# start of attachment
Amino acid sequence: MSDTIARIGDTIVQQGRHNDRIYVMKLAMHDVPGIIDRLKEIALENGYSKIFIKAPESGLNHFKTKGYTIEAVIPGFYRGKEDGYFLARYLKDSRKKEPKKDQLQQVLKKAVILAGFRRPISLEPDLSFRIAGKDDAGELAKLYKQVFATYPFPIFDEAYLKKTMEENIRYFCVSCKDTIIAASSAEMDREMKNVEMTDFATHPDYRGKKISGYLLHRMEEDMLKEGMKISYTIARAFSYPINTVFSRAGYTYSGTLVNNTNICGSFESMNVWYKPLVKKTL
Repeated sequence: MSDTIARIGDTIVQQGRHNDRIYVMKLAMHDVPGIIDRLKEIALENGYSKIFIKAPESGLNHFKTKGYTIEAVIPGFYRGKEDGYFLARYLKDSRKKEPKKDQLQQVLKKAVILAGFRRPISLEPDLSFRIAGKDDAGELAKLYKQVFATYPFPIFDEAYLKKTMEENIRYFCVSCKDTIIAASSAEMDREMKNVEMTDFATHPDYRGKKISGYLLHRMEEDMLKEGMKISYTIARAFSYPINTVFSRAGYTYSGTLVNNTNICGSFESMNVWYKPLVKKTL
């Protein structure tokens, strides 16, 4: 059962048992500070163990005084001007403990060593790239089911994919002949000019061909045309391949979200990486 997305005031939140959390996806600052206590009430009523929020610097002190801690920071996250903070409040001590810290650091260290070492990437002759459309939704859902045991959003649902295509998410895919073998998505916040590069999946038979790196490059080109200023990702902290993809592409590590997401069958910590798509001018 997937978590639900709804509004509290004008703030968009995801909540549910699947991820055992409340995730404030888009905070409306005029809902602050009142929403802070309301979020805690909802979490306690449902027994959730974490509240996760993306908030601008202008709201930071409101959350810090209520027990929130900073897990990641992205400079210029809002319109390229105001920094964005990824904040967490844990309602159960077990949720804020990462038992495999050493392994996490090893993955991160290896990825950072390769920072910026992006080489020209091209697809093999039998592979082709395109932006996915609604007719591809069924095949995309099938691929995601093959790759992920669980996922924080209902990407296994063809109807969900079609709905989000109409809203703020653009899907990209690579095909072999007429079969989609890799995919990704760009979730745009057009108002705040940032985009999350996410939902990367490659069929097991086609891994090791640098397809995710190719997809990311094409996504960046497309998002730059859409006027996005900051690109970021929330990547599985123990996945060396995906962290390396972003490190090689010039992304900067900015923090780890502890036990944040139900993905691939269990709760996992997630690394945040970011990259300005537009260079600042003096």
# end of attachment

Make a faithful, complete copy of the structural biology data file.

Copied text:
Amino acid sequence: MSDTIARIGDTIVQQGRHNDRIYVMKLAMHDVPGIIDRLKEIALENGYSKIFIKAPESGLNHFKTKGYTIEAVIPGFYRGKEDGYFLARYLKDSRKKEPKKDQLQQVLKKAVILAGFRRPISLEPDLSFRIAGKDDAGELAKLYKQVFATYPFPIFDEAYLKKTMEENIRYFCVSCKDTIIAASSAEMDREMKNVEMTDFATHPDYRGKKISGYLLHRMEEDMLKEGMKISYTIARAFSYPINTVFSRAGYTYSGTLVNNTNICGSFESMNVWYKPLVKKTL
Repeated sequence: MSDTIARIGDTIVQQGRHNDRIYVMKLAMHDVPGIIDRLKEIALENGYSKIFIKAPESGLNHFKTKGYTIEAVIPGFYRGKEDGYFLARYLKDSRKKEPKKDQLQQVLKKAVILAGFRRPISLEPDLSFRIAGKDDAGELAKLYKQVFATYPFPIFDEAYLKKTMEENIRYFCVSCKDTIIAASSAEMDREMKNVEMTDFATHPDYRGKKISGYLLHRMEEDMLKEGMKISYTIARAFSYPINTVFSRAGYTYSGTLVNNTNICGSFESMNVWYKPLVKKTL
């Protein structure tokens, strides 16, 4: 059962048992500070163990005084001007403990060593790239089911994919002949000019061909045309391949979200990486 997305005031939140959390996806600052206590009430009523929020610097002190801690920071996250903070409040001590810290650091260290070492990437002759459309939704859902045991959003649902295509998410895919073998998505916040590069999946038979790196490059080109200023990702902290993809592409590590997401069958910590798509001018 997937978590639900709804509004509290004008703030968009995801909540549910699947991820055992409340995730404030888009905070409306005029809902602050009142929403802070309301979020805690909802979490306690449902027994959730974490509240996760993306908030601008202008709201930071409101959350810090209520027990929130900073897990990641992205400079210029809002319109390229105001920094964005990824904040967490844990309602159960077990949720804020990462038992495999050493392994996490090893993955991160290896990825950072390769920072910026992006080489020209091209697809093999039998592979082709395109932006996915609604007719591809069924095949995309099938691929995601093959790759992920669980996922924080209902990407296994063809109807969900079609709905989000109409809203703020653009899907990209690579095909072999007429079969989609890799995919990704760009979730745009057009108002705040940032985009999350996410939902990367490659069929097991086609891994090791640098397809995710190719997809990311094409996504960046497309998002730059859409006027996005900051690109970021929330990547599985123990996945060396995906962290390396972003490190090689010039992304900067900015923090780890502890036990944040139900993905691939269990709760996992997630690394945040970011990259300005537009260079600042003096």